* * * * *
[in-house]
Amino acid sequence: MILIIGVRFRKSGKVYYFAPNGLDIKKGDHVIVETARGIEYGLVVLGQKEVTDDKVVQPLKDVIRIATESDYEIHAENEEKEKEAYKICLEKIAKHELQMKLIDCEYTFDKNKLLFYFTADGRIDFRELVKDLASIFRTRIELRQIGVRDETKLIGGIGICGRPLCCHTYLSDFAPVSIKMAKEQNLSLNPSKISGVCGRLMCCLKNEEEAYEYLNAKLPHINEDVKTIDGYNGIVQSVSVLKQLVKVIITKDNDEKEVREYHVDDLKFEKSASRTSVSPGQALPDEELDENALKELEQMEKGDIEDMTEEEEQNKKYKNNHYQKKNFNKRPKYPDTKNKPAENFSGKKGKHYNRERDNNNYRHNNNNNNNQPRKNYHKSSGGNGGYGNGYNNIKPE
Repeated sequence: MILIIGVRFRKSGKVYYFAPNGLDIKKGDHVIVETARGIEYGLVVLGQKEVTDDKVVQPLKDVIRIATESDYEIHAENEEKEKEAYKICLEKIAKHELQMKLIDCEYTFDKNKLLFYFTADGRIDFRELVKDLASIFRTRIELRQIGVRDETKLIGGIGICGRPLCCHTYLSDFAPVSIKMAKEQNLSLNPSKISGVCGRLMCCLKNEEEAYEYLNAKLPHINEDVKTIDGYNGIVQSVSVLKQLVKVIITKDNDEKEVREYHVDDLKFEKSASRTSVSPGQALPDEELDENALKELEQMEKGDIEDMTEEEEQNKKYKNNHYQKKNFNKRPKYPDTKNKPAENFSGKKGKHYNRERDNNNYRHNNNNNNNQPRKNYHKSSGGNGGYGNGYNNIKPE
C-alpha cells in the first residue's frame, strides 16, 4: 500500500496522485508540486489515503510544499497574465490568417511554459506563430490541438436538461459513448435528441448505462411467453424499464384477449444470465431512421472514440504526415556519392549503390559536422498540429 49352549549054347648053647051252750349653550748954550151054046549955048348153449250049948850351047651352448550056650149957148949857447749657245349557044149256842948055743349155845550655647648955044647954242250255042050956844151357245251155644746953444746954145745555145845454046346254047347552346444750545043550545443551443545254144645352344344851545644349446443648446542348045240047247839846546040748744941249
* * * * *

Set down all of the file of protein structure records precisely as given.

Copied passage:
[in-house]
Amino acid sequence: MILIIGVRFRKSGKVYYFAPNGLDIKKGDHVIVETARGIEYGLVVLGQKEVTDDKVVQPLKDVIRIATESDYEIHAENEEKEKEAYKICLEKIAKHELQMKLIDCEYTFDKNKLLFYFTADGRIDFRELVKDLASIFRTRIELRQIGVRDETKLIGGIGICGRPLCCHTYLSDFAPVSIKMAKEQNLSLNPSKISGVCGRLMCCLKNEEEAYEYLNAKLPHINEDVKTIDGYNGIVQSVSVLKQLVKVIITKDNDEKEVREYHVDDLKFEKSASRTSVSPGQALPDEELDENALKELEQMEKGDIEDMTEEEEQNKKYKNNHYQKKNFNKRPKYPDTKNKPAENFSGKKGKHYNRERDNNNYRHNNNNNNNQPRKNYHKSSGGNGGYGNGYNNIKPE
Repeated sequence: MILIIGVRFRKSGKVYYFAPNGLDIKKGDHVIVETARGIEYGLVVLGQKEVTDDKVVQPLKDVIRIATESDYEIHAENEEKEKEAYKICLEKIAKHELQMKLIDCEYTFDKNKLLFYFTADGRIDFRELVKDLASIFRTRIELRQIGVRDETKLIGGIGICGRPLCCHTYLSDFAPVSIKMAKEQNLSLNPSKISGVCGRLMCCLKNEEEAYEYLNAKLPHINEDVKTIDGYNGIVQSVSVLKQLVKVIITKDNDEKEVREYHVDDLKFEKSASRTSVSPGQALPDEELDENALKELEQMEKGDIEDMTEEEEQNKKYKNNHYQKKNFNKRPKYPDTKNKPAENFSGKKGKHYNRERDNNNYRHNNNNNNNQPRKNYHKSSGGNGGYGNGYNNIKPE
C-alpha cells in the first residue's frame, strides 16, 4: 500500500496522485508540486489515503510544499497574465490568417511554459506563430490541438436538461459513448435528441448505462411467453424499464384477449444470465431512421472514440504526415556519392549503390559536422498540429 49352549549054347648053647051252750349653550748954550151054046549955048348153449250049948850351047651352448550056650149957148949857447749657245349557044149256842948055743349155845550655647648955044647954242250255042050956844151357245251155644746953444746954145745555145845454046346254047347552346444750545043550545443551443545254144645352344344851545644349446443648446542348045240047247839846546040748744941249